Biochemical Responses of Two Soybean (Glycine max) Varieties to Aluminum Stress in Nutrient Solution

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Nafiseh Davarpanah Moghadam, Vahid Poozesh, Arezou Rezaei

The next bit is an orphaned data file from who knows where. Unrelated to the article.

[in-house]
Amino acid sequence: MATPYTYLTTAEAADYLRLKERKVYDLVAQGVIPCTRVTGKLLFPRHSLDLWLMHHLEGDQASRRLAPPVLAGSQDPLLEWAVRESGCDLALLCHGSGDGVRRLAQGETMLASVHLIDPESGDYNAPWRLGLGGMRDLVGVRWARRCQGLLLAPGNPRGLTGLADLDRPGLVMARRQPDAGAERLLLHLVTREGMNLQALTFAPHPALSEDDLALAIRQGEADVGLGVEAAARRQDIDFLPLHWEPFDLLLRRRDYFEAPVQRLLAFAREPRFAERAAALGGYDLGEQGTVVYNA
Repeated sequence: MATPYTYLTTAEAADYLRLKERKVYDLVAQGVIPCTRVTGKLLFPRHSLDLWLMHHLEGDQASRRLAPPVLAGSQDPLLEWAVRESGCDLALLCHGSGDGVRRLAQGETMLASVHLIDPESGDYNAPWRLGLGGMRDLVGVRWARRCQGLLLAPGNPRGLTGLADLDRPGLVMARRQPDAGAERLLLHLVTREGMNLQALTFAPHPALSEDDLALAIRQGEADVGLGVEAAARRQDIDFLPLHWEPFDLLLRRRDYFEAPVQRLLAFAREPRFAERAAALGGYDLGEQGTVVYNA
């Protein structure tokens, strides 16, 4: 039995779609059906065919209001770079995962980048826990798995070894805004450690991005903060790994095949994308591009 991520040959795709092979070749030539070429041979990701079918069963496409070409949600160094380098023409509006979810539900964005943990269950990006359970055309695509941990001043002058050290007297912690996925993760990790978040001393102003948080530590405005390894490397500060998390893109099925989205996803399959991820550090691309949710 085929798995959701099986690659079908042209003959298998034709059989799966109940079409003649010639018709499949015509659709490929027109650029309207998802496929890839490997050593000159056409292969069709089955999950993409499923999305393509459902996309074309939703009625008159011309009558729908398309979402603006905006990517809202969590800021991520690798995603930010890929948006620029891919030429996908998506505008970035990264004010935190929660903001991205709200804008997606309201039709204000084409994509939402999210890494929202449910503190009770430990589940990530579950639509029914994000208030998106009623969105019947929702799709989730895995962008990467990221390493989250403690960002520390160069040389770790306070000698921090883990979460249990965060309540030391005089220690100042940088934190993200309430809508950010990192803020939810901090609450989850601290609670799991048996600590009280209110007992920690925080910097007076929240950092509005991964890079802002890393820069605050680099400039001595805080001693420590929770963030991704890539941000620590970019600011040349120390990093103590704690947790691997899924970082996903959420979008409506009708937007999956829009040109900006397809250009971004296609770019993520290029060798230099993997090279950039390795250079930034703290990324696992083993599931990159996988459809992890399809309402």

Aluminum toxicity is the most widespread form of metal toxicity to plants in soil acids, initially causing inhibition of root elongation and blocks absorption of water and nutrients. According to this fact that soybean has been widely used in industry, this study investigated the effects of aluminum toxicity on biochemical factors in two varieties of Williams and Katoul of soybean plant. The study was carried out in a randomized design with aluminium (0, 200, 500, 700 µM) treatments and four replications in hydroponic culture. Results of biochemical tests showed that aluminum reduced the content of photosynthetic pigments, flavonoids, phenolic compounds, anthocyanins and reduced sugars in both cultivars of soybean. The proline content decreased with increasing aluminum in var. williams, but at var. katoul increased. It seems that G. max var. katoul suffers less than var. Williams. As regards, proline accumulation under Al stress to be generally higher in G. max var. katoul; hence, these results suggest that var. katoul is more resistant than var. Williams.

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